• The buyer’s attorney (in some parts of the country)
  • The home inspection companies, which work for the buyer and will almost always find some problems with the house.
  • The termite company if there are challenges
  • The buyer’s lender if the structure of the mortgage requires the sellers’ participation
  • The appraiser if there is a question of value
  • The title company if there are challenges with certificates of occupancy (CO) or other permits
  • The town or municipality if you need to get the COs permits mentioned above
  • The buyer’s buyer in case there are challenges on the house your buyer is selling
  • Your bank in the case of a short sale

Bottom Line

The percentage of sellers who have hired a real estate agent to sell their home has increased steadily over the last 20 years. Let’s get together and discuss all we can do to make the process easier for you.

 

Source: Simplifying the Market


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5 Holiday Recycling Tips

After the holidays, your home can look a bit hung over, with piles of wrapping paper and fallen tinsel trailing under everyone’s feet. It all feels like a hazy eggnog memory. You may be wondering how you’ll possibly clear out all the trash. Well, maybe it doesn’t have to be trash. Here are five tips for keeping the planet in mind as you clean up this holiday season.

1. Wrapping Paper
Wrapping paper with glitter and foil is fun, but unfortunately can’t be recycled efficiently. Don’t just toss it in with your everyday recycling. Check with your sanitation department for seasonal recycling guidelines.

2. Christmas Trees
Many communities provide a service that will compost or chip your holiday tree into mulch for free or a low fee. Be sure to remove all tinsel, lights and wires before taking advantage of this opportunity.

3. Cardboard boxes
If you don’t need them to store your new goodies, cardboard boxes can usually be recycled curbside.

4. Ribbon
Ribbon generally can’t be recycled, so save it! Curling ribbon can be “re-curled” for another special occasion by zipping it along a scissor blade.

5. Electronics
You’ve unwrapped this year’s latest gizmo, now what should you do with last year’s model? Many computer companies, like Apple and Dell, will recycle your machines, and box stores such as Best Buy accept phones and all sorts of gadgets for recycling.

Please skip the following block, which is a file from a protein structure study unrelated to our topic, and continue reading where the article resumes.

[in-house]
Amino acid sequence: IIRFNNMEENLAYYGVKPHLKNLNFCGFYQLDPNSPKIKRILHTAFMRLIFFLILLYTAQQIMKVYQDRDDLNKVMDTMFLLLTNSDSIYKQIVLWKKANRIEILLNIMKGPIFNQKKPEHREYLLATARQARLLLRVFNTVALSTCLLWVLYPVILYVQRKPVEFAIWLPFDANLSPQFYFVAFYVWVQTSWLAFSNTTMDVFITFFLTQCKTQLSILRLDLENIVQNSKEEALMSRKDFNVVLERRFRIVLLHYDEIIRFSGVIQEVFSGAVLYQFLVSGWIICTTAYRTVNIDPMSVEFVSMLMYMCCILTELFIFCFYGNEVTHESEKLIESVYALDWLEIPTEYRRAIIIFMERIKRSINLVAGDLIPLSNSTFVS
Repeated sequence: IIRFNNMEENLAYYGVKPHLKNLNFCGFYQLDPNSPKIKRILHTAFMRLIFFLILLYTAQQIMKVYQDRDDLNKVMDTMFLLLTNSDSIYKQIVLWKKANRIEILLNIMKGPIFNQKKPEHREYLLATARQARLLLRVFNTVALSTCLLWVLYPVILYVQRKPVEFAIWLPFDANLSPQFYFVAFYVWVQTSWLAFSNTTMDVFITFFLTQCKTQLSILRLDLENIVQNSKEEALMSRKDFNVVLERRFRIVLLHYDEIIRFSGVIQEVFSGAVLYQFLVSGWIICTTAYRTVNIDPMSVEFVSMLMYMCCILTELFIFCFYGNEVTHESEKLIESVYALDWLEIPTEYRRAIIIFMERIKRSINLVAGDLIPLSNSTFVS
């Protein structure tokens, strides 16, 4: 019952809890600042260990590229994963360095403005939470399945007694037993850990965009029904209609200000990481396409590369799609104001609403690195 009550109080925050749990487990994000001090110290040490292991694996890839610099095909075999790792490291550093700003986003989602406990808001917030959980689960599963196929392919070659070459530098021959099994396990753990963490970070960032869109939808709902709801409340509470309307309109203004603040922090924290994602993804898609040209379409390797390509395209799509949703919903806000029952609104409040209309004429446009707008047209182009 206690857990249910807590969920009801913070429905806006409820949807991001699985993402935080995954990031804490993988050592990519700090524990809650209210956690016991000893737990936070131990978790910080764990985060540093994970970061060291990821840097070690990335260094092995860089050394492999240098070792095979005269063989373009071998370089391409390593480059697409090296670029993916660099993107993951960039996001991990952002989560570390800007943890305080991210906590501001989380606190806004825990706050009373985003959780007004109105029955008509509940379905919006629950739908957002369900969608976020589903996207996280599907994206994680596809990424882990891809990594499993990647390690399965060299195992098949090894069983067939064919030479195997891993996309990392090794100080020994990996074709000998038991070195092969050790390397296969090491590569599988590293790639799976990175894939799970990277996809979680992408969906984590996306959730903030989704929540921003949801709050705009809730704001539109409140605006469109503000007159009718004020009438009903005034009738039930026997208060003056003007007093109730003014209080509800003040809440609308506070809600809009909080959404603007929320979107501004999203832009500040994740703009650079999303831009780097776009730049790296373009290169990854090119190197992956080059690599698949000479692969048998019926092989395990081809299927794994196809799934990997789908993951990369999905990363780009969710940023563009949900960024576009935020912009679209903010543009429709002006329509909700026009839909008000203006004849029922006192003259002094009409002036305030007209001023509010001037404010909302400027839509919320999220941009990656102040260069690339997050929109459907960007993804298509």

Source: The RE/MAX Housing Blog


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Building Family Wealth Over The Next 5 Years

As the economy continues to improve, more and more Americans are seeing their personal financial situations also improving. Instead of just getting by, many are now beginning to save and find other ways to build their net worth. One way to dramatically increase their family wealth is through the acquisition of real estate.

For example, let’s assume a young couple purchases and closes on a $250,000 home in January. What will that home be worth five years down the road?

Pulsenomics surveys a nationwide panel of over one hundred economists, real estate experts and investment & market strategists every quarter. They ask them to project how residential prices will appreciate over the next five years. According to their latest survey, here is how much value that $250,000 house will gain in the coming years.

Family Wealth Earned Through Home Equity | Simplifying The Market

Over a five year period, that homeowner can build their home equity to over $40,000. And, in many cases, home equity is large portion of a family’s overall net worth.

Bottom Line

If you are looking to better your family’s long-term financial situation, buying your dream home might be a great option.

 

Source: Simplifying the market